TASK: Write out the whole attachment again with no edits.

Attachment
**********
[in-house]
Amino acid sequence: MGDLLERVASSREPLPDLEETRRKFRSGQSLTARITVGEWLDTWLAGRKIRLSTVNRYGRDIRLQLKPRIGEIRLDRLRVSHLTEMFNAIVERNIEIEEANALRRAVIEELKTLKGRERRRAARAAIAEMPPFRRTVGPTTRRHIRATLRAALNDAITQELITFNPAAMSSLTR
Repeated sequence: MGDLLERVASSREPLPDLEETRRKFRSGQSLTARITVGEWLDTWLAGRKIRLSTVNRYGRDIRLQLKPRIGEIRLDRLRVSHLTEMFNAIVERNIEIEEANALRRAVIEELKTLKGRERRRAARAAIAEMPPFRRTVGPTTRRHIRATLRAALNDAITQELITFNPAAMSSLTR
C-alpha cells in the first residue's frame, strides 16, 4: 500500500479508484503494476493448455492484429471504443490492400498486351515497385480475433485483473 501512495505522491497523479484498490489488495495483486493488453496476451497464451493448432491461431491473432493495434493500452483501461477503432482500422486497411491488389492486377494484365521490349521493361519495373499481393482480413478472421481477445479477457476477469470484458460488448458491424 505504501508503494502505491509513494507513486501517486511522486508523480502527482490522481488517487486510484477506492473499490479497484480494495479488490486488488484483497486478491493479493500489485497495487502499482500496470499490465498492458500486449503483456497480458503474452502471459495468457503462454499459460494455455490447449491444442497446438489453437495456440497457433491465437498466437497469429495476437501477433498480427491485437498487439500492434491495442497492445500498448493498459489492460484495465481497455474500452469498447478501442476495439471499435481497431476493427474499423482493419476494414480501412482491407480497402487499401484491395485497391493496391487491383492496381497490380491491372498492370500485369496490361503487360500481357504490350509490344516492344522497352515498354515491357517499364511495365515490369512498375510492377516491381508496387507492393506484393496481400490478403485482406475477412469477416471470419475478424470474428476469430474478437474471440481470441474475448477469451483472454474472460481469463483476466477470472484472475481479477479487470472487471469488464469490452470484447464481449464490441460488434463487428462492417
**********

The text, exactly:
[in-house]
Amino acid sequence: MGDLLERVASSREPLPDLEETRRKFRSGQSLTARITVGEWLDTWLAGRKIRLSTVNRYGRDIRLQLKPRIGEIRLDRLRVSHLTEMFNAIVERNIEIEEANALRRAVIEELKTLKGRERRRAARAAIAEMPPFRRTVGPTTRRHIRATLRAALNDAITQELITFNPAAMSSLTR
Repeated sequence: MGDLLERVASSREPLPDLEETRRKFRSGQSLTARITVGEWLDTWLAGRKIRLSTVNRYGRDIRLQLKPRIGEIRLDRLRVSHLTEMFNAIVERNIEIEEANALRRAVIEELKTLKGRERRRAARAAIAEMPPFRRTVGPTTRRHIRATLRAALNDAITQELITFNPAAMSSLTR
C-alpha cells in the first residue's frame, strides 16, 4: 500500500479508484503494476493448455492484429471504443490492400498486351515497385480475433485483473 501512495505522491497523479484498490489488495495483486493488453496476451497464451493448432491461431491473432493495434493500452483501461477503432482500422486497411491488389492486377494484365521490349521493361519495373499481393482480413478472421481477445479477457476477469470484458460488448458491424 505504501508503494502505491509513494507513486501517486511522486508523480502527482490522481488517487486510484477506492473499490479497484480494495479488490486488488484483497486478491493479493500489485497495487502499482500496470499490465498492458500486449503483456497480458503474452502471459495468457503462454499459460494455455490447449491444442497446438489453437495456440497457433491465437498466437497469429495476437501477433498480427491485437498487439500492434491495442497492445500498448493498459489492460484495465481497455474500452469498447478501442476495439471499435481497431476493427474499423482493419476494414480501412482491407480497402487499401484491395485497391493496391487491383492496381497490380491491372498492370500485369496490361503487360500481357504490350509490344516492344522497352515498354515491357517499364511495365515490369512498375510492377516491381508496387507492393506484393496481400490478403485482406475477412469477416471470419475478424470474428476469430474478437474471440481470441474475448477469451483472454474472460481469463483476466477470472484472475481479477479487470472487471469488464469490452470484447464481449464490441460488434463487428462492417